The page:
The objective of the present invention is to provide a bleach solution which overcomes these difficul ies.

Another objective of the present invention is to produce a bleach solution whose effluent is much more environmentally acceptable than currently used bleaches which contain ferricyanides or EDTA-type metal complexing agents and their complexes with, say, iron. According to the present invention there is provided a photographic bleach solution comprising hydrogen peroxide, or a compound which releases hydrogen peroxide, and halide ions and which has a pH in the range of 5 to 11 , preferably 5 to 10. The halide ions are preferably chloride. The time of treatment in the present bleach solution is preferably more than 20 seconds, especially in the range 20 to 40 seconds. Thus the preferred time of treatment in the bleach bath is in the range 20 to 40 seconds.

Preferably the bleach solution has an alkali or buffer to maintain the pH within the stated range. Exampes of suitable materials include an alkali metal carbonate or a carbonate/hydrogen carbonate buffer, a phosphate buffer or an amine/borate buffer. The relationship between the halide ion concentration and the pH is important and this relationship is shown in Fig 1 of the accompanying drawings which is a plot of lines of equal processing time on a pH versus potassium chloride concentration. The area to the left of the 20 second line is not the preferred area to work within as bubble formation and damage to the gelatin layers can occur. The preferred area is that lying between the 20 second line and the 40 second line.

The bleach solutions of the present invention may be used with any type of photographic silver halide colour material. Such materials and their possible constituents are described, for example, in Research Disclosure Item 308119, December 1989 published by Kenneth Mason Publications, Emsworth, Hants, United Kingdom. However, materials based on predominantly silver chloride emulsions are preferred.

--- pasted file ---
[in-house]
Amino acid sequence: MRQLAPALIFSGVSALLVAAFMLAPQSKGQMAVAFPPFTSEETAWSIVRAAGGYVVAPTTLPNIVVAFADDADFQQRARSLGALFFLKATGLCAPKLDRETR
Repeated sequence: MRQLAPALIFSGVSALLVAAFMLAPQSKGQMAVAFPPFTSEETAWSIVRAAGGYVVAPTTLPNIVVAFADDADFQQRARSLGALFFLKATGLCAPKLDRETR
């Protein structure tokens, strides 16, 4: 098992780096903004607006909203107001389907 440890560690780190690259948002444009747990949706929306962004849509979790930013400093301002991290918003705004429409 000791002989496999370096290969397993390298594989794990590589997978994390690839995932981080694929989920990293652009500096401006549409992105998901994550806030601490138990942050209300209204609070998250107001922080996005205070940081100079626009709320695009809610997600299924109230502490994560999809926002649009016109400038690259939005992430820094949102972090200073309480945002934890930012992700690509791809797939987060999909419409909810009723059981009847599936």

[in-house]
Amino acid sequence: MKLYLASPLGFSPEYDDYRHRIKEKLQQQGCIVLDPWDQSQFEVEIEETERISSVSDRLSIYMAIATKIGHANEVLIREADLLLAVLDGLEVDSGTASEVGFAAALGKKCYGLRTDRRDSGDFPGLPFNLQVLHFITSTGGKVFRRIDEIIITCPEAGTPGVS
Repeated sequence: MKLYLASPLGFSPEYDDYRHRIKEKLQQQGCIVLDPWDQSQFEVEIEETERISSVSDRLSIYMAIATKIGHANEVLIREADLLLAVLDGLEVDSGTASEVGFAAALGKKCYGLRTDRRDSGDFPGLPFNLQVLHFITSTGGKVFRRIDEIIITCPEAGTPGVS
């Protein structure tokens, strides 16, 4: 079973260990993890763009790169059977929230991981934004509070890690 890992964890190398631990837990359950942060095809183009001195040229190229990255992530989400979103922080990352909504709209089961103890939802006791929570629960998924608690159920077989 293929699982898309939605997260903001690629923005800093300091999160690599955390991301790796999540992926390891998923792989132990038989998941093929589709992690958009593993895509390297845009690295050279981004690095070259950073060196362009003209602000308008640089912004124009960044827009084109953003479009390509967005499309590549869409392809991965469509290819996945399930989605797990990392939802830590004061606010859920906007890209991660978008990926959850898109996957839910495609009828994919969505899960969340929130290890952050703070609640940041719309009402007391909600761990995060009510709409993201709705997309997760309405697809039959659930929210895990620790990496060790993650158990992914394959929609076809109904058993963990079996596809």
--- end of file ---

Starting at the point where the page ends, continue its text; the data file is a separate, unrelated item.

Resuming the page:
The present invention also provides a method of photographic colour processing which comprises a bleach step wherein the bleach solution comprises hydrogen peroxide, or a compound which releases hydrogen peroxide, and halide ions and which has a pH in the range of 5 to 11 , preferably 5 to 10. The bleach step may directly follow the developing or redox amplification stages or an intermediate stop bath may be employed. An important consideration is whether unexposed (Dmin) areas produce unwanted dye by oxidation of developing agent carried over into the bleach bath. In both Examples below there is no significant increase in Dmin even though no stop bath was used.

In one embodiment of the present invention the bleach solution may be used after a redox amplification step. Redox amplification processes have been described, for example in British Specification Nos. 1,268,126, 1,399,481, 1,403,418 and 1,560,572. In such processes colour materials are developed to produce a silver image (which may contain only small amounts of silver) and then treated with a redox amplifying solution (or developer-amplifier) to form a dye image. The redox amplifying solution contains a reducing agent, for example a colour developing agent, and an oxidising agent which will oxidise the colour developing agent in the presence of the silver image which acts as a catalyst. The